4. Make sure that when you’re together, there is always something besides alcohol to drink. My boyfriend usually is good about this and has soda pop or Gatorade in the fridge. I don’t know if he does this on purpose or not, but either way I appreciate it. When I know we are having people over I am extra careful about making sure to have something on hand to drink. My go-to is Mountain Dew Kickstarts because they are energy drinks, they come in large cans, and they taste great. That way I don’t feel tempted at all and I don’t feel like an outcast.

5. Make sure they don’t leave you out. One of my biggest frustrations with sobriety is when people think I won’t want to go somewhere because there will be alcohol. This is so far from the truth, especially when you consider that there is alcohol most places that young adults frequent. Making sure my boyfriend knows to at least invite me to these types of places is important to me. If he didn’t, it would just result in hurt feelings and frustration. The people closest to you have to trust that you have enough of a handle on yourself to make your own choices when it comes to being around drinking.

6. Learn what kind of drunk they are. If you’re dating a normie, it’s somewhat unavoidable that at one point or another, they will be drunk around you. This is a good thing, actually. It allows you to understand what kind of drinker they are and determine if that is something you can tolerate in your life. In eight months, I’ve seen my boyfriend drunk once. It was more entertaining than anything, but it was also a little bit weird for me. I think he picked up on that because he hasn’t been drunk since. Intoxicated, yes. But not overly drunk.

7. If they don’t respect your choices, leave. Luckily, I haven’t had this issue, but if I did, I wouldn’t stick around. If I was dating a normie who didn’t think I actually had a drinking problem and pressured me to drink, it clearly wouldn’t be a good relationship. Your partner should respect your choices, even if they don’t necessarily understand them. Even better, they should respect and understand your choices.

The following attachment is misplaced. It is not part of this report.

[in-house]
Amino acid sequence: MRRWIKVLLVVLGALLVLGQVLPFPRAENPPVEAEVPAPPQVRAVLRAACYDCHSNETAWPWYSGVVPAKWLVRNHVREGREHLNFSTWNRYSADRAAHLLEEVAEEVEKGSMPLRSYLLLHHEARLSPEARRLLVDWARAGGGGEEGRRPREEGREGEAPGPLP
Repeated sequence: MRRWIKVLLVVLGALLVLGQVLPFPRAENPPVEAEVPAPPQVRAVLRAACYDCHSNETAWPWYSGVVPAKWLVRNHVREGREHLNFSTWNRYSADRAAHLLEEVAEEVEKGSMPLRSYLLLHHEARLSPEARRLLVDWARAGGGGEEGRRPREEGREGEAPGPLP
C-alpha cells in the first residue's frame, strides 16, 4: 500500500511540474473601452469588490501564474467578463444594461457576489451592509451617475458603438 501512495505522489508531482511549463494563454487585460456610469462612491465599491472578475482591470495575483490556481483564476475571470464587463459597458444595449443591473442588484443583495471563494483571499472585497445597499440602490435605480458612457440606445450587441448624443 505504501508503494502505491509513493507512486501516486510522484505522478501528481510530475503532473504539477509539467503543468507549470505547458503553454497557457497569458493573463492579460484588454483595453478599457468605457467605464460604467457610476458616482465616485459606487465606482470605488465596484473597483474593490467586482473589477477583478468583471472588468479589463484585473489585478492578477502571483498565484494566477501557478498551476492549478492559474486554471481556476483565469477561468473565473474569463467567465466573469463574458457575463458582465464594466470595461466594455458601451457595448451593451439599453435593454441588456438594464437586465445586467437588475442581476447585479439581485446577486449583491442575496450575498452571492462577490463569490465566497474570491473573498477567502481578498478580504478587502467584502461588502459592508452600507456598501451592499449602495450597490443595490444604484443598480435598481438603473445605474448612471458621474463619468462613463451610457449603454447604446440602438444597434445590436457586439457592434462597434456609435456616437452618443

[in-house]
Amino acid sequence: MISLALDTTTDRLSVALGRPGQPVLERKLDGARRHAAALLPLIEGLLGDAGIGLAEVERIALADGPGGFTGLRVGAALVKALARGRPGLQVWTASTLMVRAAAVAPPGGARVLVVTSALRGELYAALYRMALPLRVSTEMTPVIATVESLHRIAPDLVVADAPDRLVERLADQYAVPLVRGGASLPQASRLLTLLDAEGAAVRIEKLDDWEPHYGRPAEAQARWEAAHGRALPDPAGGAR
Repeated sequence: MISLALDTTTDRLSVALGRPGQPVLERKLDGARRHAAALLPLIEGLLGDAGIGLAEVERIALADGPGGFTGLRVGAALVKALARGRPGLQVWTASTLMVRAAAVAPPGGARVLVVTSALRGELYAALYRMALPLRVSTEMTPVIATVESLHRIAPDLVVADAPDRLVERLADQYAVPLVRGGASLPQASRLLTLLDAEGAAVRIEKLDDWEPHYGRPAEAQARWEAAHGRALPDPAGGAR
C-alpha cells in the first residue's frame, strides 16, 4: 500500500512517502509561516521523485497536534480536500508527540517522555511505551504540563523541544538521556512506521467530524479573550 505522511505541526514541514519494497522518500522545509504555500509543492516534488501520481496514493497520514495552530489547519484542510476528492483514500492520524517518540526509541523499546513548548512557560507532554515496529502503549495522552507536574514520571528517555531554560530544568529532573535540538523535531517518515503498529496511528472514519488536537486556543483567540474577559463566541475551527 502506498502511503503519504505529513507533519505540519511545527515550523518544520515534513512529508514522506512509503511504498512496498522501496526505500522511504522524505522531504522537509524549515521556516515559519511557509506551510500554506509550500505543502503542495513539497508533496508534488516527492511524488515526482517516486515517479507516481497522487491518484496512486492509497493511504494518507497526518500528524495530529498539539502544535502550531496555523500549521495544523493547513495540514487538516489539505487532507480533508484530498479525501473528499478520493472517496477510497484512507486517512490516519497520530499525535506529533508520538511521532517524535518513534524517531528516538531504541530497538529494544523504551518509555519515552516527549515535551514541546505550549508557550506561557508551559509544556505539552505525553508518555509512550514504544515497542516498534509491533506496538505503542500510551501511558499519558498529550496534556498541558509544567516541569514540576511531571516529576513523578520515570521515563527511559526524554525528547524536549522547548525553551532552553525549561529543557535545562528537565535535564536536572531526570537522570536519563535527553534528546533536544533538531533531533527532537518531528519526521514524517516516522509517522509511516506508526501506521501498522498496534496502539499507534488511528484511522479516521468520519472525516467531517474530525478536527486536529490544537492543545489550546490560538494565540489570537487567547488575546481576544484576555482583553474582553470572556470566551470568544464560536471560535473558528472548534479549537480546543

8. Try to help them understand your past, especially if they didn’t know you then. I met my boyfriend when I was already sober, so he never knew how I was when I was drinking. I sometimes wonder if he thinks I’m overreacting by no longer drinking, but I don’t think that’s the case. I’ve done my best to make it clear why I stopped drinking. I’ve told him stories and showed him pictures of the person I was when using, and I think it’s become clear to him why I stopped. He’ll never really, truly grasp it, but then again no one will, with the exception of myself.

9. Practice respect. As with many things in life, it all comes down to respect in the end. As in any relationship, the two people must respect each other and the choices each makes if they want the relationship to continue to be successful.